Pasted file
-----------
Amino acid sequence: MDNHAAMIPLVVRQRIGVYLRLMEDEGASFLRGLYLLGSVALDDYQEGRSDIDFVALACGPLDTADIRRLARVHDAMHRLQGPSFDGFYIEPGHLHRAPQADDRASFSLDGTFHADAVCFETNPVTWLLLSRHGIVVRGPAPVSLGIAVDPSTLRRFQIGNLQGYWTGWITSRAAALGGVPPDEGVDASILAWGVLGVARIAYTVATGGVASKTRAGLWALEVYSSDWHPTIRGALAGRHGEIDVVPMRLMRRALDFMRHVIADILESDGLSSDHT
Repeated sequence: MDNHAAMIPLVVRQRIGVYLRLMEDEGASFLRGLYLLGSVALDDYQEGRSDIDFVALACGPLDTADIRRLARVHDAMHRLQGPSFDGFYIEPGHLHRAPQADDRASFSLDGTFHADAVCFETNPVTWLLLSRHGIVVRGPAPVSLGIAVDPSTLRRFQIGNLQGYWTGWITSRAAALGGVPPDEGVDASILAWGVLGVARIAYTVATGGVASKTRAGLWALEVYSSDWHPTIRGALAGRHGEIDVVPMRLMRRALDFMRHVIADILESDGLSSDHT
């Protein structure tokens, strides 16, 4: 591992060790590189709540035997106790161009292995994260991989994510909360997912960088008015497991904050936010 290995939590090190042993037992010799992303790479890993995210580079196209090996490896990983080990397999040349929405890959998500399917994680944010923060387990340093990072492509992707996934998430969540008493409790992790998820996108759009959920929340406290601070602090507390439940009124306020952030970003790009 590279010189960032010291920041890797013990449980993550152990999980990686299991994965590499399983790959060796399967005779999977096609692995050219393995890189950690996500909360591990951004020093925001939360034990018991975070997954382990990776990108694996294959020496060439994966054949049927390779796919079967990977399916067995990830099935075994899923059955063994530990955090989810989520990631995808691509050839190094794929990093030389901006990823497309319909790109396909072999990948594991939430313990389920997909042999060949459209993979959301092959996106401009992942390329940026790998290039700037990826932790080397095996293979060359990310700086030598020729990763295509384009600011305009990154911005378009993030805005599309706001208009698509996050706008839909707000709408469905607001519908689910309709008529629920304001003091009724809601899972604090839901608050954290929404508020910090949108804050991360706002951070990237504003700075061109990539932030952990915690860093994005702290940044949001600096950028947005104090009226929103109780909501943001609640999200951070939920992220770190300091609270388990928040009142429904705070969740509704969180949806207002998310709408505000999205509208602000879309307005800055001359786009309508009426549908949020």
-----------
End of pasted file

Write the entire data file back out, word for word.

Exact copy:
Amino acid sequence: MDNHAAMIPLVVRQRIGVYLRLMEDEGASFLRGLYLLGSVALDDYQEGRSDIDFVALACGPLDTADIRRLARVHDAMHRLQGPSFDGFYIEPGHLHRAPQADDRASFSLDGTFHADAVCFETNPVTWLLLSRHGIVVRGPAPVSLGIAVDPSTLRRFQIGNLQGYWTGWITSRAAALGGVPPDEGVDASILAWGVLGVARIAYTVATGGVASKTRAGLWALEVYSSDWHPTIRGALAGRHGEIDVVPMRLMRRALDFMRHVIADILESDGLSSDHT
Repeated sequence: MDNHAAMIPLVVRQRIGVYLRLMEDEGASFLRGLYLLGSVALDDYQEGRSDIDFVALACGPLDTADIRRLARVHDAMHRLQGPSFDGFYIEPGHLHRAPQADDRASFSLDGTFHADAVCFETNPVTWLLLSRHGIVVRGPAPVSLGIAVDPSTLRRFQIGNLQGYWTGWITSRAAALGGVPPDEGVDASILAWGVLGVARIAYTVATGGVASKTRAGLWALEVYSSDWHPTIRGALAGRHGEIDVVPMRLMRRALDFMRHVIADILESDGLSSDHT
């Protein structure tokens, strides 16, 4: 591992060790590189709540035997106790161009292995994260991989994510909360997912960088008015497991904050936010 290995939590090190042993037992010799992303790479890993995210580079196209090996490896990983080990397999040349929405890959998500399917994680944010923060387990340093990072492509992707996934998430969540008493409790992790998820996108759009959920929340406290601070602090507390439940009124306020952030970003790009 590279010189960032010291920041890797013990449980993550152990999980990686299991994965590499399983790959060796399967005779999977096609692995050219393995890189950690996500909360591990951004020093925001939360034990018991975070997954382990990776990108694996294959020496060439994966054949049927390779796919079967990977399916067995990830099935075994899923059955063994530990955090989810989520990631995808691509050839190094794929990093030389901006990823497309319909790109396909072999990948594991939430313990389920997909042999060949459209993979959301092959996106401009992942390329940026790998290039700037990826932790080397095996293979060359990310700086030598020729990763295509384009600011305009990154911005378009993030805005599309706001208009698509996050706008839909707000709408469905607001519908689910309709008529629920304001003091009724809601899972604090839901608050954290929404508020910090949108804050991360706002951070990237504003700075061109990539932030952990915690860093994005702290940044949001600096950028947005104090009226929103109780909501943001609640999200951070939920992220770190300091609270388990928040009142429904705070969740509704969180949806207002998310709408505000999205509208602000879309307005800055001359786009309508009426549908949020």